Damian Barr

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Damian Barr
Born
Damian Leighton Barr

(1976-07-20) 20 July 1976 (age 44)
Newarthill, Scotland
NationalityScottish
Alma materLancaster University
OccupationJournalist, writer

Damian Leighton Barr (born 20 July 1976) is a British writer, columnist, and playwright.[1] He is a host of the Literary Salon at Shoreditch House, which also encompasses the Reading Weekend. In 2014, he presented several editions of the BBC Radio 4 cultural programme Front Row. His most famous piece of work is his 2013 memoir Maggie & Me, centered around the attempted assassination in 1984 of British Prime Minister Margaret Thatcher by the IRA.

Early life[edit]

Barr was born in 1976 in Newarthill, Scotland. He graduated from Lancaster University in Sociology and English Literature in 1998, and in MA Contemporary Sociology in 2000.[2] In 2019 Barr obtained a PhD in creative writing from Lancaster University.

Career[edit]

Barr's first book was published in 2006 by Hodder & Stoughton. Get It Together: How To Survive Your Quarterlife Crisis was the first book concerned with the quarter-life crisis to be published in the UK. It was inspired by a column Barr wrote for The Times in 2001–03 about graduate work and life.[3] Barr's second book is Maggie & Me, a memoir of growing up in small-town Scotland during the Thatcher years. Bloomsbury acquired the book at auction in July 2010 and it was published in the UK in April 2013.[4] Barr received a 2018 University of Otago Scottish Writers Fellowship, which is based at the Pah Homestead in Auckland, New Zealand. He is currently completing a novel set in South Africa.[5] You Will be Safe Here was released internationally on 4 April 2019.

Booker Prize controversy[edit]

In June 2020, Barr successfully led a campaign to have Baroness Emma Nicholson removed as honorary vice president of the Booker Prize, a prestigious annual prize awarded to the best English novel. This was in response to Nicholson, a peer in the House of Lords, saying that she had voted against same-sex marriage in 2013 because she believed “it would lead to degrading the status of women and of girls”, a statement Barr called "homophobic".[6]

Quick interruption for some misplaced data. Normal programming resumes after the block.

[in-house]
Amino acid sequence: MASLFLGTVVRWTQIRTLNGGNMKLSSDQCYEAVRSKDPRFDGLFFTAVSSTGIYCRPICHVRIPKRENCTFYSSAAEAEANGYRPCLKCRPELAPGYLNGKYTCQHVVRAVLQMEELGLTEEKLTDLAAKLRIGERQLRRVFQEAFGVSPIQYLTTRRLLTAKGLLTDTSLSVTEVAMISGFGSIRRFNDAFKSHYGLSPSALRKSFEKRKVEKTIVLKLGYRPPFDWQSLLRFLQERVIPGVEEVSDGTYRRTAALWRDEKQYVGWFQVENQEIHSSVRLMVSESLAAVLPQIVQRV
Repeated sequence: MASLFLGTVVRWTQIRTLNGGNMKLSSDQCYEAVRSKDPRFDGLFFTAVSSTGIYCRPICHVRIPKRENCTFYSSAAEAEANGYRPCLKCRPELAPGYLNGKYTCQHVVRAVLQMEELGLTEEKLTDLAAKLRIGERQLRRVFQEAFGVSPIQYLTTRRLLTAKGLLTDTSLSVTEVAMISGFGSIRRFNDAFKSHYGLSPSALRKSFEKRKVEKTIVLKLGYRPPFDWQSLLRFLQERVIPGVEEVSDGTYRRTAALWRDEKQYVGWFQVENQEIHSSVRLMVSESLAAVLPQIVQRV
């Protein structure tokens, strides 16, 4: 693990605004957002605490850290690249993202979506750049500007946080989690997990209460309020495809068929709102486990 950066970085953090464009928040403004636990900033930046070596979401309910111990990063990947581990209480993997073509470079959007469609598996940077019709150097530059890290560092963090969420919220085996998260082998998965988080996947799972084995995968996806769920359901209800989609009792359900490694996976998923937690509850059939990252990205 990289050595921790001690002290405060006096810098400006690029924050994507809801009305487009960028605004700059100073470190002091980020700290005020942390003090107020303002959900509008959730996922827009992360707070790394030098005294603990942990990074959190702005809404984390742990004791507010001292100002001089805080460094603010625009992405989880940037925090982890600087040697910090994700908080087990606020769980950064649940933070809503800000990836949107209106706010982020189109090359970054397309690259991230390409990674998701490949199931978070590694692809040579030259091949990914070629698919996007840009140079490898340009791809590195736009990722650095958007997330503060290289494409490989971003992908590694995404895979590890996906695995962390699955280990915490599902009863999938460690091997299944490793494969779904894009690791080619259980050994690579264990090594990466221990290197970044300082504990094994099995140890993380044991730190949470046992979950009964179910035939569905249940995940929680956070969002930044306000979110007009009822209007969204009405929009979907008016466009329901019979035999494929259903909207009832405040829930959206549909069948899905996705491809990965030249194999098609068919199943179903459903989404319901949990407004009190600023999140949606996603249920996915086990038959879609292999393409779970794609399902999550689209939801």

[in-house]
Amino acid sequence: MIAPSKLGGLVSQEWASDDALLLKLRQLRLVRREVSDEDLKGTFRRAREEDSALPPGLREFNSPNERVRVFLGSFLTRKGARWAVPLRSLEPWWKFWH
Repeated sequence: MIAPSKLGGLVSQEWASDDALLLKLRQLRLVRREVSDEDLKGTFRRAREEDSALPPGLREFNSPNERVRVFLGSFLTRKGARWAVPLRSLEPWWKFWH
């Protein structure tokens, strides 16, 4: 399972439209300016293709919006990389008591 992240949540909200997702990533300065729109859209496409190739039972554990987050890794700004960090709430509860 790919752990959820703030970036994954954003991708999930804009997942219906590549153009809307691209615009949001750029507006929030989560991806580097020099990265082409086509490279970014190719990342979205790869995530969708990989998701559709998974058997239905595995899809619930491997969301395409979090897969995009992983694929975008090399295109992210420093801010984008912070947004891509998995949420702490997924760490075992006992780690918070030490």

Nicholson was subsequently removed from her position by the Booker Prize in late June 2020. Barr was accused of hypocrisy when it emerged approximately a week later that he had used offensive language toward transgender people and women on Twitter in the past. In April 2009 he wrote: “Tittering sickly @ story of 6’5” tranny who failed to hang herself from 5 ft balcony this wknd. How many failures can one person take?” This was followed by other tweets between 2009 and 2013 in which he also used the word 'tranny' or referred to women as 'bitches', as well as referring to a “nice tranny charity” and writing “lady-man truckers unite”.[7] In March, 2013, he tweeted that there was a “mad tranny going through my recycling bin”, but later that year he was advised that the word is highly offensive.

In response to his past tweets being revealed, Barr locked his account before sending out a tweet saying that he had used the word 'tranny' “flippantly, not maliciously”. He also said: “It is an unkind and hurtful word I’m embarrassed to have used. I apologised then. I remain sorry today. I listened and changed: I hope my solidarity and actions since speak louder than that word then.”.[6]

Personal life[edit]

Barr is gay.[8][9] He lives in Brighton, Sussex,[10] with his husband, ceramics artist Mike Moran.[11]

References[edit]

  1. ^ Barr, Damian (31 May 2014). "Damian Barr: on going home, when you never felt welcome there". The Guardian. ISSN 0261-3077. Retrieved 5 February 2019.
  2. ^ "Damian Barr - Memoirs and University". Lancaster University. Retrieved 21 July 2020.
  3. ^ Get it Together: A Guide to Surviving Your Quarterlife Crisis. Amazon.co.uk: Damian Barr: Books
  4. ^ "Solzhenitsyn stories head rights deals". The Bookseller. 20 July 2010. Retrieved 4 June 2013.
  5. ^ "Barr drawn to Scottish feel of city". The Otago Daily Times. 22 March 2018. Retrieved 31 March 2018.
  6. ^ a b Horne, Marc (3 July 2020). "Damian Barr: Broadcaster in hypocrisy row as 'transphobic' tweets emerge". The Times. Retrieved 3 July 2020.
  7. ^ "Gay novelist Damian Barr steps down from board of England's biggest arts festival". PinkNews - Gay news, reviews and comment from the world's most read lesbian, gay, bisexual, and trans news service. 25 July 2020. Retrieved 4 December 2020.
  8. ^ "Maggie & Me". Radio Times.
  9. ^ Lesley McDowell, "Damian Barr is in two minds about memories of Margaret Thatcher", Herald Scotland, 10 August 2013.
  10. ^ Meakin, Nione (6 April 2011). "A brand new chapter". The Argus. Retrieved 31 August 2013.
  11. ^ "Interview with an influencer: Damian Barr, writer and salonnière". Hue & Cry. March 2016. Retrieved 31 March 2019.